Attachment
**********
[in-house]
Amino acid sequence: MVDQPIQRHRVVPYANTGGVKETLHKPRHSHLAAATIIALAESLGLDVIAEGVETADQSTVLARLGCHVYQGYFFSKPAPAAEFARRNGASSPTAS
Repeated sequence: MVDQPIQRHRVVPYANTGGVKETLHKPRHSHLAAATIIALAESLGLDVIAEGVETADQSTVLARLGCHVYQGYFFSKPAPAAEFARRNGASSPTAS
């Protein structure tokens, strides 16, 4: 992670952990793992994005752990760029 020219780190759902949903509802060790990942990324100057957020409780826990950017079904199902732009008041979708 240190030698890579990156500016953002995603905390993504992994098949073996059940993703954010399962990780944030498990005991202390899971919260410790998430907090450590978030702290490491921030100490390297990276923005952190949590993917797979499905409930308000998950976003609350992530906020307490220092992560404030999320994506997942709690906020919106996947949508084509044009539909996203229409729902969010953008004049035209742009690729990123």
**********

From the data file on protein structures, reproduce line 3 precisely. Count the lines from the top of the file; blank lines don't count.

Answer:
Repeated sequence: MVDQPIQRHRVVPYANTGGVKETLHKPRHSHLAAATIIALAESLGLDVIAEGVETADQSTVLARLGCHVYQGYFFSKPAPAAEFARRNGASSPTAS